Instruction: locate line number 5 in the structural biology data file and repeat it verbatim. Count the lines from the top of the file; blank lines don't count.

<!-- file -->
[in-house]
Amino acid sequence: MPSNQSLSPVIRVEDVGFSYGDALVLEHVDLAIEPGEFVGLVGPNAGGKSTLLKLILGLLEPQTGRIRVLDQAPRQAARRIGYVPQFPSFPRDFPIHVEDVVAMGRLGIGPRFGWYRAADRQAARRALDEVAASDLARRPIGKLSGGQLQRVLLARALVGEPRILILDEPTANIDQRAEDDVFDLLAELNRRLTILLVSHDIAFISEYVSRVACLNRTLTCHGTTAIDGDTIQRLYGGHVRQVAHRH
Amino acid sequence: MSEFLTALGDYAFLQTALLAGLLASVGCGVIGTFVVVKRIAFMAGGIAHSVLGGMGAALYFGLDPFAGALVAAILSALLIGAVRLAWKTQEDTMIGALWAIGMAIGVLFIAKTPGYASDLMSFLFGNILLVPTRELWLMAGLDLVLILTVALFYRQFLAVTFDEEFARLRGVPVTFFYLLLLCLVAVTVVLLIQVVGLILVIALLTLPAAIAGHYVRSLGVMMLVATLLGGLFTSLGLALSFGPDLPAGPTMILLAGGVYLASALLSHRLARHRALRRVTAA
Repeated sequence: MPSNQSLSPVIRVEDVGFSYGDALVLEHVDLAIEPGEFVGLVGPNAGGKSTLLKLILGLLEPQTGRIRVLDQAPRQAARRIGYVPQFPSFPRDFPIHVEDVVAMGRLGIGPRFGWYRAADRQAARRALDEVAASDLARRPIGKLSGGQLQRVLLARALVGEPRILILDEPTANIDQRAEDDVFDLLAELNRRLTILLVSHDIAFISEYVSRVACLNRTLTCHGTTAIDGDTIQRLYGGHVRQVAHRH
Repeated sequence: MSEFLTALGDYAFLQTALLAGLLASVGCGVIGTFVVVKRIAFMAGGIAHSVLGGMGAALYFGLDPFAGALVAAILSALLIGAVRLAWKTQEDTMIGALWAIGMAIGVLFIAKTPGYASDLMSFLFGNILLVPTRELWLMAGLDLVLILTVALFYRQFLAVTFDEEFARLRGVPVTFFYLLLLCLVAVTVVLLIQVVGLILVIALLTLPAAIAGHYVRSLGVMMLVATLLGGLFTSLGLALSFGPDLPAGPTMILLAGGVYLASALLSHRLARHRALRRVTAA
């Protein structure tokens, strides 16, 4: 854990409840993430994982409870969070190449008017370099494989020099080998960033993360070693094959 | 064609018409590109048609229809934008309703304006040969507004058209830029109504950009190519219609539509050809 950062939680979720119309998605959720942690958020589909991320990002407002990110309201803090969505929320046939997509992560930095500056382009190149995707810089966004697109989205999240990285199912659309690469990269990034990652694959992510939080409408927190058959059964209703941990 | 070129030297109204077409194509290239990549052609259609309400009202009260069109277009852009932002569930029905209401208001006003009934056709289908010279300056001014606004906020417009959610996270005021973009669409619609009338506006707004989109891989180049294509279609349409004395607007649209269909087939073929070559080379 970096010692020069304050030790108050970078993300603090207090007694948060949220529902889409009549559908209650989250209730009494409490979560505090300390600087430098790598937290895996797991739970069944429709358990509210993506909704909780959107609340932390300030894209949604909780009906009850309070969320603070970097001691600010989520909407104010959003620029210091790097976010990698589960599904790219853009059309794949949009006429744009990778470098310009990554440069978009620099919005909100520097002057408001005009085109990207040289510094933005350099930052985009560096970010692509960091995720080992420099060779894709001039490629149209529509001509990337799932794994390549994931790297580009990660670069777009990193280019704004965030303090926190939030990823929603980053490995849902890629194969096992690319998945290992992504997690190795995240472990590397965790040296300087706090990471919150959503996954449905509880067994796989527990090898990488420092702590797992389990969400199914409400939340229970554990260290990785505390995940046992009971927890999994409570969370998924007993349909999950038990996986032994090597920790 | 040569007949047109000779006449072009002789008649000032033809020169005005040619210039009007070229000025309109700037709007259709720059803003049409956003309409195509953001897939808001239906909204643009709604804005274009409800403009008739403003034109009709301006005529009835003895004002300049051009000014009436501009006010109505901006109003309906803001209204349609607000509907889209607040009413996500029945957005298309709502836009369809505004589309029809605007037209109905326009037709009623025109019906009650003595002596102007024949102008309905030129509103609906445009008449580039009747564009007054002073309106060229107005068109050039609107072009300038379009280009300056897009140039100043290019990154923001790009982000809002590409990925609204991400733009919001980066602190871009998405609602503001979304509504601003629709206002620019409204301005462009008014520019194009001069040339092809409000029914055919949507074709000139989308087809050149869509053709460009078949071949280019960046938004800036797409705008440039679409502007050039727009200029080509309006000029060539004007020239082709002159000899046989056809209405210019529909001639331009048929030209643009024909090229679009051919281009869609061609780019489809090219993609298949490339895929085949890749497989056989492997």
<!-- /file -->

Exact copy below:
Repeated sequence: MSEFLTALGDYAFLQTALLAGLLASVGCGVIGTFVVVKRIAFMAGGIAHSVLGGMGAALYFGLDPFAGALVAAILSALLIGAVRLAWKTQEDTMIGALWAIGMAIGVLFIAKTPGYASDLMSFLFGNILLVPTRELWLMAGLDLVLILTVALFYRQFLAVTFDEEFARLRGVPVTFFYLLLLCLVAVTVVLLIQVVGLILVIALLTLPAAIAGHYVRSLGVMMLVATLLGGLFTSLGLALSFGPDLPAGPTMILLAGGVYLASALLSHRLARHRALRRVTAA